Is cultural heritage a commodity or a cultural right? What does balancing the needs of tourists versus locals actually mean in practice? If not from tourists, where will our money come from to subsidise the socially-engaged work we want to do? Can we even get the basics right like public transport, communication and messaging, timing of events, being open all year round rather than just ‘for the season’? Why is the mission of so many cultural heritage organisations to ‘preserve the past for the future’ when we even struggle to get to grips with today and tomorrow?

Here’s what you said

Milo Perrin: Yes we get 4m people a year but not all at once! Visit Cornwall’s figure for say August is there are around 185k extra people in Cornwall on any given day. June is 94k July 137k

Debra Gristwood: Authenticity is important. In terms of marketing but also those of us creating experiences. We should be ensuring they deliver for the community in that location first, then if visitors also engage with it they are also getting an authentic experience.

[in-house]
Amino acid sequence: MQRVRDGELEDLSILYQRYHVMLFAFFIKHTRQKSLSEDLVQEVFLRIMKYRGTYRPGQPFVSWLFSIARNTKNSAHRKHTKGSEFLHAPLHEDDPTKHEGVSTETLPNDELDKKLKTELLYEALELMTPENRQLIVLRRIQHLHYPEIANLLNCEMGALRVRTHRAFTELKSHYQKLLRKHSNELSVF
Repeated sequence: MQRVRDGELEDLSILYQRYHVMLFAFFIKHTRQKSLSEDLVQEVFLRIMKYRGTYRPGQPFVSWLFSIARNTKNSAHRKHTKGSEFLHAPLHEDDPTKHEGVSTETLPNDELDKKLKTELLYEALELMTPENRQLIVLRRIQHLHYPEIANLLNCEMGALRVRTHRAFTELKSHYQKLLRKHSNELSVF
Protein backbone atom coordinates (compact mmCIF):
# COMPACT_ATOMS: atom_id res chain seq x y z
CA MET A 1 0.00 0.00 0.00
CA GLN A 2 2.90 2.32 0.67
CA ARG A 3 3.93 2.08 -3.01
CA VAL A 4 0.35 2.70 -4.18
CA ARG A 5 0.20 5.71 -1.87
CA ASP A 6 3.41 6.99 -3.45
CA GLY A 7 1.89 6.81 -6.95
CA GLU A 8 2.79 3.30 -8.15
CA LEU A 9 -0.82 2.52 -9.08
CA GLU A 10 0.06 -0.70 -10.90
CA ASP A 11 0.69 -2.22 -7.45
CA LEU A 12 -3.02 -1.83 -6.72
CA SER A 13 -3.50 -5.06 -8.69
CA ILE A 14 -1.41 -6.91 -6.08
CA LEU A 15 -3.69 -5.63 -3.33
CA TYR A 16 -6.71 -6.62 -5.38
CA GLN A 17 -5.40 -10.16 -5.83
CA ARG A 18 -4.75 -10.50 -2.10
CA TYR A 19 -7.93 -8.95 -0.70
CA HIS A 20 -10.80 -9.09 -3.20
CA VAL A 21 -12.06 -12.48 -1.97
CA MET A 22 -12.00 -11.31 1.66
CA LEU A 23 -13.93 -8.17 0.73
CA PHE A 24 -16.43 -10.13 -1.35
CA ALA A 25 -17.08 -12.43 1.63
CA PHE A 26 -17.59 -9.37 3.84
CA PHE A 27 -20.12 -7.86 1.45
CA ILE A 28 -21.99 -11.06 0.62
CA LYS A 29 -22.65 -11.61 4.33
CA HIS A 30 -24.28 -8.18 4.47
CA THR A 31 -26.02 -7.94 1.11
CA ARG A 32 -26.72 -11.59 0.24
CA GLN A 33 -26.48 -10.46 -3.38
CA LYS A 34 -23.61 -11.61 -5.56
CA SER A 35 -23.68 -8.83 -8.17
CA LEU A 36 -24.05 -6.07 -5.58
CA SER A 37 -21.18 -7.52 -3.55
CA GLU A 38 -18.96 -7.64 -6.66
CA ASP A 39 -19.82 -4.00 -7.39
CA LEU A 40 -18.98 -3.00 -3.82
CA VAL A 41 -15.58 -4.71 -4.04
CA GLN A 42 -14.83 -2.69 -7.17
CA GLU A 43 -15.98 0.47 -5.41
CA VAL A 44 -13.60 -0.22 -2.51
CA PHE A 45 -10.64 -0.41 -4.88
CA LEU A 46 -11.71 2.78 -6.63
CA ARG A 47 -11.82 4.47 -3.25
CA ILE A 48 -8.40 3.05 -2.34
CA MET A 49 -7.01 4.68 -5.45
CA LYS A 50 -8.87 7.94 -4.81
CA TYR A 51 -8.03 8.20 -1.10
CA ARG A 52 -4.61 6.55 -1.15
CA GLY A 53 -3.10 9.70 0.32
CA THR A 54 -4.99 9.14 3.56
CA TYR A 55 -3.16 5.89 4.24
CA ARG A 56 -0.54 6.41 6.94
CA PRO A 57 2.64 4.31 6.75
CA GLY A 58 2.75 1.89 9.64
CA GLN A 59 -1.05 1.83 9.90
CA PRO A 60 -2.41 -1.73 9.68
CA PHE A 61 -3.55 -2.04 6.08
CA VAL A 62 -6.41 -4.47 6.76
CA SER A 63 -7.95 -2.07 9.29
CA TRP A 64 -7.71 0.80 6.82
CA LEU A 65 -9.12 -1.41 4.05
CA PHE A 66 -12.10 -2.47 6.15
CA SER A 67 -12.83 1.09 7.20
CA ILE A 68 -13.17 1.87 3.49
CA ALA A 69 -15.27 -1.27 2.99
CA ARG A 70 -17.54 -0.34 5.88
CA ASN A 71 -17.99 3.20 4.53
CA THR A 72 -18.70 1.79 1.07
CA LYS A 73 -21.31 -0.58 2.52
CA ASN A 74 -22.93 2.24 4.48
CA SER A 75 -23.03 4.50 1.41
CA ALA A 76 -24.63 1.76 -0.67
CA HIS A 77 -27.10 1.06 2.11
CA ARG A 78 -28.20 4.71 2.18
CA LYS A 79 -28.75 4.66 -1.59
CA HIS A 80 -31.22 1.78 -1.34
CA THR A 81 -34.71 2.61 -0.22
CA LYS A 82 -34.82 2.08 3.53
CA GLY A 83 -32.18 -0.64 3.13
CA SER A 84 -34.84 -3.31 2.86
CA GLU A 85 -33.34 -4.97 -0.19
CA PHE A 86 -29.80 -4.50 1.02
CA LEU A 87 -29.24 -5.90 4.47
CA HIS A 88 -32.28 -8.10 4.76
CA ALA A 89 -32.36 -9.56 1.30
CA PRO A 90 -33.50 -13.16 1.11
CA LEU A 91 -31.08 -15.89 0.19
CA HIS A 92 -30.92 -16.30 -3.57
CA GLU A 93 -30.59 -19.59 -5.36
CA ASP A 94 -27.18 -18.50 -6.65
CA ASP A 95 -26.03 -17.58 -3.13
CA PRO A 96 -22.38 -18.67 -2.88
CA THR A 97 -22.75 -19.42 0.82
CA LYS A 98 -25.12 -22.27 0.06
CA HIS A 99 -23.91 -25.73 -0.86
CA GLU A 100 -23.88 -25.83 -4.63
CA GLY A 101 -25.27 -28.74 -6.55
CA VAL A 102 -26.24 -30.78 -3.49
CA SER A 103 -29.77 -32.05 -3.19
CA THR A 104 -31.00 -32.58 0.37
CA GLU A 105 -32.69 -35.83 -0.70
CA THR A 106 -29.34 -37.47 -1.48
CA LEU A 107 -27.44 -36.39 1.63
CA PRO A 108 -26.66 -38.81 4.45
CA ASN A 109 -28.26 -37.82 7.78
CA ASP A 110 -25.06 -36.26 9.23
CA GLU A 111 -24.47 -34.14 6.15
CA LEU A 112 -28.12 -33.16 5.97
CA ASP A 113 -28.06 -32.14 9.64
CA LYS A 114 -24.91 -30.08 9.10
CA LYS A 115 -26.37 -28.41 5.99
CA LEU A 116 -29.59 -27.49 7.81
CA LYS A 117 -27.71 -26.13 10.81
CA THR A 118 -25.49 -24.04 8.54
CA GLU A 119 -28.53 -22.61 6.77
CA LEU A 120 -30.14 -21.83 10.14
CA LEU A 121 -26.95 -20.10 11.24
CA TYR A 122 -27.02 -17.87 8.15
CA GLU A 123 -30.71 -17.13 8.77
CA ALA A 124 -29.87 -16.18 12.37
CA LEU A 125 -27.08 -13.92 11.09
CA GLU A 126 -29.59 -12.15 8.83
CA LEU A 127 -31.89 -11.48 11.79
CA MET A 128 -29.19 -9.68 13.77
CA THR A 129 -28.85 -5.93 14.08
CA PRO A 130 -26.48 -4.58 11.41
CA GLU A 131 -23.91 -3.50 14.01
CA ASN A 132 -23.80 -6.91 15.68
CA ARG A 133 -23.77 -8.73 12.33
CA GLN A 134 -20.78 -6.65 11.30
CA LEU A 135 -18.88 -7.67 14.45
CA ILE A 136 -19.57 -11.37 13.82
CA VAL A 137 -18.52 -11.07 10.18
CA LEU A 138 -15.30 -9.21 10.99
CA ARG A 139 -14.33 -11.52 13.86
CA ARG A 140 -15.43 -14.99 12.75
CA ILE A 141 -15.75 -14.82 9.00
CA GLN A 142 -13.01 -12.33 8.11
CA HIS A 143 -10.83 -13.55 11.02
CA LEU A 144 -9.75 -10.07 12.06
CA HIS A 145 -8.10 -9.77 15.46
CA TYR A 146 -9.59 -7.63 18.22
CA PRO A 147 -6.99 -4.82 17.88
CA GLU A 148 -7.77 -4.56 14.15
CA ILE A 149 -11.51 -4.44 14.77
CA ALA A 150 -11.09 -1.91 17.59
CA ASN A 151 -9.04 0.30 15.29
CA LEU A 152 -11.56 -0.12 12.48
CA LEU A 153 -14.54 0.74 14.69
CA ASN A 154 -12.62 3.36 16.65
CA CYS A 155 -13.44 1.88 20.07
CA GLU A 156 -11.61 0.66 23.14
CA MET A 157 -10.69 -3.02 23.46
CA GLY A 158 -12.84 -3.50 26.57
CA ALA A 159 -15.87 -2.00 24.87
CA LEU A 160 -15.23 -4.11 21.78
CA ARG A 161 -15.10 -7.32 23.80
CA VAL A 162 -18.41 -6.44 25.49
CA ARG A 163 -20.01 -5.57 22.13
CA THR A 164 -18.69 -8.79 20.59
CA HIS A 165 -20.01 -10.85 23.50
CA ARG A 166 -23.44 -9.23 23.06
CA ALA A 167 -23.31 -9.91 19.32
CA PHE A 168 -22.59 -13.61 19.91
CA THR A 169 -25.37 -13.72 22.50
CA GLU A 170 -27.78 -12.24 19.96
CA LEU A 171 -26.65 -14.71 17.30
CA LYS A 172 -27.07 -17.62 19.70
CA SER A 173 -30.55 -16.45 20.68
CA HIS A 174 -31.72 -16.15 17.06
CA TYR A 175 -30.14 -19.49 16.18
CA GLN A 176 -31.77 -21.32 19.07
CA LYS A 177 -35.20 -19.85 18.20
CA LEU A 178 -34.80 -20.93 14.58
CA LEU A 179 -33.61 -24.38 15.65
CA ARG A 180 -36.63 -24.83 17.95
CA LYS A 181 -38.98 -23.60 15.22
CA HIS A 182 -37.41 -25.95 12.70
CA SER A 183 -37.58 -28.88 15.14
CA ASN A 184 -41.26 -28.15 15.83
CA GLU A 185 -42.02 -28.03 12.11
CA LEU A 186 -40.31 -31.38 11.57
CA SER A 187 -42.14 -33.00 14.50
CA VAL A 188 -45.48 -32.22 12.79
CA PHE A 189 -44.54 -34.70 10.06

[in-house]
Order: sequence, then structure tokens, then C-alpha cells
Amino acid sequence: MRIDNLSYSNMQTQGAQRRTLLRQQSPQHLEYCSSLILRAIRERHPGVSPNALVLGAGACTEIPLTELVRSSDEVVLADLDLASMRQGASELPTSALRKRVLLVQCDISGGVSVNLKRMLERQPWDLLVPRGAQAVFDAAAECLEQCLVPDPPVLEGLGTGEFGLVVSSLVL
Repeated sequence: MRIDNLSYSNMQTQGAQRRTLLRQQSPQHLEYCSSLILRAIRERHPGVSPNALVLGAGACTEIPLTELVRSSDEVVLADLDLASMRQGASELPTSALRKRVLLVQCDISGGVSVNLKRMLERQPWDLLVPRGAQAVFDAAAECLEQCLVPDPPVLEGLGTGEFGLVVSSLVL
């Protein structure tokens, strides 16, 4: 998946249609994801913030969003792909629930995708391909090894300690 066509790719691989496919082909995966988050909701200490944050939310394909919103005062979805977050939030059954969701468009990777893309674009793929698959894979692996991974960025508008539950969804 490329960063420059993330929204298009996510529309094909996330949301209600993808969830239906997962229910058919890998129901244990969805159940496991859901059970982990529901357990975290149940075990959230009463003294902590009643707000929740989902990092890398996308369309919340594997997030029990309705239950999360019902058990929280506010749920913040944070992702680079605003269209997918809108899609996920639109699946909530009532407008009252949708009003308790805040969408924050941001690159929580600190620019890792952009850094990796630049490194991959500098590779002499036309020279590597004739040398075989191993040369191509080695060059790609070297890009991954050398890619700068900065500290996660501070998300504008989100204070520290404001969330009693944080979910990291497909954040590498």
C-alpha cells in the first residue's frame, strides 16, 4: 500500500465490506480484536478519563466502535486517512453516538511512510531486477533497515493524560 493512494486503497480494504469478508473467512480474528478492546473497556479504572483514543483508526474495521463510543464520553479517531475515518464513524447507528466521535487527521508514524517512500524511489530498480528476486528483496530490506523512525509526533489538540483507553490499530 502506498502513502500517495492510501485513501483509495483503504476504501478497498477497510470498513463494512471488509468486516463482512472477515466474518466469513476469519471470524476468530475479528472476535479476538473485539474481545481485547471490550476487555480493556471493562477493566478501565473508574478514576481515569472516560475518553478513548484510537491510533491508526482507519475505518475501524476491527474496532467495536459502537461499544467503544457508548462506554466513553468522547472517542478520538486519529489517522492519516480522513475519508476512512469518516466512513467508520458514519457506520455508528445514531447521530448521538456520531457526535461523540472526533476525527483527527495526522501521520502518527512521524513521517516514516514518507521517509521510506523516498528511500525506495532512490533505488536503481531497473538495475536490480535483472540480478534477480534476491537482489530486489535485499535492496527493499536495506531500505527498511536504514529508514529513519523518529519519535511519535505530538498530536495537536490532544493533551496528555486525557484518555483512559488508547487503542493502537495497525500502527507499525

Melissa Hampson-Smith: I saw some beautiful pictures in the National Trust mag of wild flowers growing on the Giants Causeway with all the reduced footfall during lockdown. We need to be aware of sustainability

You can find Dr Tehmina Goskar and Curatorial Research Centre here:

Find out more about #CLASH here.

Creative Kernow, based at Krowji, is the umbrella organisation for the following nine projects. Together we support the production, promotion and distribution of work by creative practitioners in Cornwall because we believe in creativity's transformative power and want more people to benefit from it.
CK-Carn-to-cove logo
CK-C-Fylm logo
CK-Cornwall-365 logo
CK-C365-whats-on logo
CK-CMN logo
CK-feast logo
CK-Krowji logo